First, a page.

Khudey ghonti or Littlebell, Ipomoea triloba
Khudey ghonti or Littlebell (Ipomoea triloba, family: Convolvulaceae) is a twining annual creeper, attaining a lengthe of 2-3 m. The creeper is usually found scattered on the ground or on a bush. Stem is usually hairy, slender or angular and green, sometimes reddish. It creeps or climbs by grabbing something by using its tendril-like new shoots. When a part of its body is injured or its leaves are crushed it releases a kind of milky substance. Although it is a tropical American species, it has adapted well to tropical areas of Asia and Africa. The water-loving creeper is found beside the waterbodies, ditches and roadsides of Bangladesh.
Other names: Ghonta kolmi (Bang), Three-lobed morning glory (Eng).
The leaves of the members of the Morning glory family are usually varied in size and shapes. No exceptions are observed in this case. These are usually three-lobed but can also be heart-shaped, especially the young leaves. Leaves are thin, minutely hairy, long-petioled, light green in color, 3-7 cm long and 2-4 cm wide, cordate at base, acute at tip.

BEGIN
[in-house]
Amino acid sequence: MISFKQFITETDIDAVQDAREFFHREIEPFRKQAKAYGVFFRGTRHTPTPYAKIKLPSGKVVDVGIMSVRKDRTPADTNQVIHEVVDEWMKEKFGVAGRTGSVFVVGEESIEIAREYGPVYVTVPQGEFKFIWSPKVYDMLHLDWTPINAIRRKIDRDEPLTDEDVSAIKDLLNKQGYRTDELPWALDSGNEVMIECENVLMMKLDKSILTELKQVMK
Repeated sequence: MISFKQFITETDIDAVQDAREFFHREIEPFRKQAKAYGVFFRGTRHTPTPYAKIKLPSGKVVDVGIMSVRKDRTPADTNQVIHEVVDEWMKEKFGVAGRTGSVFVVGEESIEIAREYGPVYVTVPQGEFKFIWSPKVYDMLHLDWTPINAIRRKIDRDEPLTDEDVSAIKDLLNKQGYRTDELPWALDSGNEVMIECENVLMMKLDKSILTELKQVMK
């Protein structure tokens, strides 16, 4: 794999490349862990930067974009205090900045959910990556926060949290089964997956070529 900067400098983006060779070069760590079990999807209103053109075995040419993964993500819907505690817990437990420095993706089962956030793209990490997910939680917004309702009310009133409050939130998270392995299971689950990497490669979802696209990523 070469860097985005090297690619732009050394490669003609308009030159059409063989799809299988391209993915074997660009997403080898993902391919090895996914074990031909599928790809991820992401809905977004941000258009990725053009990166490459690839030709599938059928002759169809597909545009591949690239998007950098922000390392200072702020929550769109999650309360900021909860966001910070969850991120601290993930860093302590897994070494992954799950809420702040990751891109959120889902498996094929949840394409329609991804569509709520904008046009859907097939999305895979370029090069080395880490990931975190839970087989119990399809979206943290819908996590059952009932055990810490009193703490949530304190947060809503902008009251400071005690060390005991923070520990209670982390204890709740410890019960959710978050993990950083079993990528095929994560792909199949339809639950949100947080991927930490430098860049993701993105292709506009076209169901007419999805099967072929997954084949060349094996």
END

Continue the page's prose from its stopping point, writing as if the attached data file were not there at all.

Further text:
The tiny flowers originate from the leaf axils, usually single but sometimes a few; bell-shaped, 5-lobed, 2 cm long. Theses are purple or milk white. Flowering and fruiting occur from autumn to spring.
Fruit is round capsule, dehiscent, Seeds 2-4, brownish. Propagation of the plant is caused by seeds. By the by, the species name 'triloba' is derived from its three-lobed leaves.
Synonyms: Batatas triloba, Convolvulus dentatus, Convolvulus ipomoea, Convolvulus sloanei, Convolvulus subquinquelobus, Convolvulus trilobus, Ipomoea blancoi, Ipomoea galapagensis, Ipomoea mariannensis, Ipomoea parviflora, Ipomoea triloba var. quinqueloba, Ipomoea webbii, Quamoclit triloba, Sanilum parviflorum
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